Another aspect is the chick, when piping the egg needs calcium for muscle contraction when piping the egg and turning around on itself. Also this chick, albeit possible getting the calcium needed from the eggshell, also needs vitamin D. Vitamin D is being stored in the egg as the 25 OH vitamin D, and this is activated by the chick when calcium is needed for piping. So, even if you get good eggshell quality by giving calcium supplements, it might be possible you have not met the chicks vitamin D levels in the egg. In poultry breeding 25 OH vitamin D is being used as well as for getting better eggshells and as we know by now, the necessary 25 OH vitamin D3 levels stored in the egg, so the chick can activate this when it needs calcium for muscle contraction.
Also of importance is the energy source the chick uses when piping the egg, which is mainly energy from fatty acids. It has been shown when supplementing the hens food with the necessary antioxidants, these fatty acids are not broken down during the incubation period and the chick can use them as the main energy source when piping. In these antioxidants we think about vitamin A, vitamin C, selenium, vitamin E, carotenes and glutathione, as we can find them in fruits, vegetables and spirulina. One can also increase the amount of “good” fatty acids in the egg by supplementing the hens diet with some brewery by products which do contain linolic acid.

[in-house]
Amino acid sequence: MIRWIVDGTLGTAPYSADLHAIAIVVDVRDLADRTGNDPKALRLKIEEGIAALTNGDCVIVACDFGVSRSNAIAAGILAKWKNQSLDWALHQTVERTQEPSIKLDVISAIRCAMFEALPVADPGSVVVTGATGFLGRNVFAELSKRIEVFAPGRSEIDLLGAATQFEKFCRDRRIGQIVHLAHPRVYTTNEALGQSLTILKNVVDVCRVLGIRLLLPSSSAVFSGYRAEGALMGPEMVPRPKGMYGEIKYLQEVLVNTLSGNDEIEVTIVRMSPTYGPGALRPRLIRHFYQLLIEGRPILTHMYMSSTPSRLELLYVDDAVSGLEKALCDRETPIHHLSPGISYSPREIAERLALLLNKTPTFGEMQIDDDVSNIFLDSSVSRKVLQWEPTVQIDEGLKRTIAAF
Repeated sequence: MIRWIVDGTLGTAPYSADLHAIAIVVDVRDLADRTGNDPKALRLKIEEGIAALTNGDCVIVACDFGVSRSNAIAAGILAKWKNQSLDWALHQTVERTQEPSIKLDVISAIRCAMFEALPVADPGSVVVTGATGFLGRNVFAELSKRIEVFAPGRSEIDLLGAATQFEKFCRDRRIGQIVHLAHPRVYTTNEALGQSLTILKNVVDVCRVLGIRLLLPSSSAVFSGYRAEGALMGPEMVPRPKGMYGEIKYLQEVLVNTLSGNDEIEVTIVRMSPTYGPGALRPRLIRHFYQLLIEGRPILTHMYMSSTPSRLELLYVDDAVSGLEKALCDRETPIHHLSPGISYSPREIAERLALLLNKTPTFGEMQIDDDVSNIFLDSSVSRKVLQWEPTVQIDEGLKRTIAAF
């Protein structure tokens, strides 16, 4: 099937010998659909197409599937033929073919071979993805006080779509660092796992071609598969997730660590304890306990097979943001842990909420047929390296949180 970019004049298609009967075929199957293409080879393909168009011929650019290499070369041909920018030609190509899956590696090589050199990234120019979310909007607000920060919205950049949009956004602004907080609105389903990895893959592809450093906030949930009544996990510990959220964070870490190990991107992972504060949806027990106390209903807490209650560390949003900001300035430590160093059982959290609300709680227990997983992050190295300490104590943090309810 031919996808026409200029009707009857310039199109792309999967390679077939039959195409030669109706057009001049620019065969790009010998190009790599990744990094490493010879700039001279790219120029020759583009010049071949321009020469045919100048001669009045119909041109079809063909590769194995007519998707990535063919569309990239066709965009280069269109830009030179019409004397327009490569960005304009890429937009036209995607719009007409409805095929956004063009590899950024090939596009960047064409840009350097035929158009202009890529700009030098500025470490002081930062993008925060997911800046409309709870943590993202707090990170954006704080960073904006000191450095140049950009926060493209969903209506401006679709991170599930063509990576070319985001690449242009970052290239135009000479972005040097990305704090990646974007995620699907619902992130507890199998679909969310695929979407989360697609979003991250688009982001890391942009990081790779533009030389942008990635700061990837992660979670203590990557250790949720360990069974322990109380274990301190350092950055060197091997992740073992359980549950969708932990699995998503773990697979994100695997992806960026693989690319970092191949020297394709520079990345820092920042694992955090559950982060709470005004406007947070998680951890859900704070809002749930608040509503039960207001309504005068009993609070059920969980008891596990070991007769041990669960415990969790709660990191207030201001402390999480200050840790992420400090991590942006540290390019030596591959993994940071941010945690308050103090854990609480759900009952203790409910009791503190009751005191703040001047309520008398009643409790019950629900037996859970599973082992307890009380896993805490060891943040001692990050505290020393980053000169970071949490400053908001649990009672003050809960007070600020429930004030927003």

Infectious factors have been mentioned by some, like Mycoplasm infections, but till today nobody has been giving feedback the problem has been solved by a prebreeding cure of tylosin or tiamulin. I am sure many have been trying this, so reports should give us some more insight in this.
So, by now we have:
- Interaction between eggshell thickness and ambient humidity.
- Calcium absorption: vitamin D dependant and not vitamin D dependant.
- Energy source for the chick when piping, fatty acids, and the protective role of antioxidants in this.
- Calcium and 25 OH needs of the piping chick for muscle action.
- Infectious cause? No positive reports on this yet.
- Genetic errors in metabolism in some strains?
For as it is by now, a single main cause of DIS has not yet been found, it is my opinion the causes are multifactorial and the way to solve this problem is by reporting as well some positive effects of some action being taken, as well as the opposite, we all can learn from both sides of the story. I know the Border Convention is taking all this under its wings, but I think more feedback is needed.
Dr Jan Vanderborght MD